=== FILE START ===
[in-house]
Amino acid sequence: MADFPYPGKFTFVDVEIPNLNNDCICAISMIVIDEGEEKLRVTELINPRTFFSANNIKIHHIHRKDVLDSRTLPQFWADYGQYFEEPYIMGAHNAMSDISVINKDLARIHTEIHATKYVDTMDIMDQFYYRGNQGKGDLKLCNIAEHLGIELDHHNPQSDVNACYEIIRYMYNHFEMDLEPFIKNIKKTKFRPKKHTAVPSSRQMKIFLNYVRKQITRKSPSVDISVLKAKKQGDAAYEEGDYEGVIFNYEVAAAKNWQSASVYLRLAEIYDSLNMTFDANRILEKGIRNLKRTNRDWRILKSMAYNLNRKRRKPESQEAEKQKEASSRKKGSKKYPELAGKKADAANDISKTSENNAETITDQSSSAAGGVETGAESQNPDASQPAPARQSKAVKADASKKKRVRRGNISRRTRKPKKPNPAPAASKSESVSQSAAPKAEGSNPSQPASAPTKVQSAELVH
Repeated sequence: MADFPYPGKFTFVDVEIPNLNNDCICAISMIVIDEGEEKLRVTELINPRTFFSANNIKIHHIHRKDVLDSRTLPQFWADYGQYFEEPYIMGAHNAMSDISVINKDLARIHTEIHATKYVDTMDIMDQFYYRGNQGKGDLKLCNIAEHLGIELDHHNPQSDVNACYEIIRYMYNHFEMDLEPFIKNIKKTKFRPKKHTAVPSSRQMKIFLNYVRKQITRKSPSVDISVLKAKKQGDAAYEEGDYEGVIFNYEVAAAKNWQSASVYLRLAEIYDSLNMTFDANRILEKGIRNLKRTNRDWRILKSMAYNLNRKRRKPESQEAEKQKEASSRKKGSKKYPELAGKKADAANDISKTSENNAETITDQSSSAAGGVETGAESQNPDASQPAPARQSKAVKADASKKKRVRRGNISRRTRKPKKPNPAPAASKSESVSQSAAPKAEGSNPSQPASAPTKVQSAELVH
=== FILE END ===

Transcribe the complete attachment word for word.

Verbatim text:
[in-house]
Amino acid sequence: MADFPYPGKFTFVDVEIPNLNNDCICAISMIVIDEGEEKLRVTELINPRTFFSANNIKIHHIHRKDVLDSRTLPQFWADYGQYFEEPYIMGAHNAMSDISVINKDLARIHTEIHATKYVDTMDIMDQFYYRGNQGKGDLKLCNIAEHLGIELDHHNPQSDVNACYEIIRYMYNHFEMDLEPFIKNIKKTKFRPKKHTAVPSSRQMKIFLNYVRKQITRKSPSVDISVLKAKKQGDAAYEEGDYEGVIFNYEVAAAKNWQSASVYLRLAEIYDSLNMTFDANRILEKGIRNLKRTNRDWRILKSMAYNLNRKRRKPESQEAEKQKEASSRKKGSKKYPELAGKKADAANDISKTSENNAETITDQSSSAAGGVETGAESQNPDASQPAPARQSKAVKADASKKKRVRRGNISRRTRKPKKPNPAPAASKSESVSQSAAPKAEGSNPSQPASAPTKVQSAELVH
Repeated sequence: MADFPYPGKFTFVDVEIPNLNNDCICAISMIVIDEGEEKLRVTELINPRTFFSANNIKIHHIHRKDVLDSRTLPQFWADYGQYFEEPYIMGAHNAMSDISVINKDLARIHTEIHATKYVDTMDIMDQFYYRGNQGKGDLKLCNIAEHLGIELDHHNPQSDVNACYEIIRYMYNHFEMDLEPFIKNIKKTKFRPKKHTAVPSSRQMKIFLNYVRKQITRKSPSVDISVLKAKKQGDAAYEEGDYEGVIFNYEVAAAKNWQSASVYLRLAEIYDSLNMTFDANRILEKGIRNLKRTNRDWRILKSMAYNLNRKRRKPESQEAEKQKEASSRKKGSKKYPELAGKKADAANDISKTSENNAETITDQSSSAAGGVETGAESQNPDASQPAPARQSKAVKADASKKKRVRRGNISRRTRKPKKPNPAPAASKSESVSQSAAPKAEGSNPSQPASAPTKVQSAELVH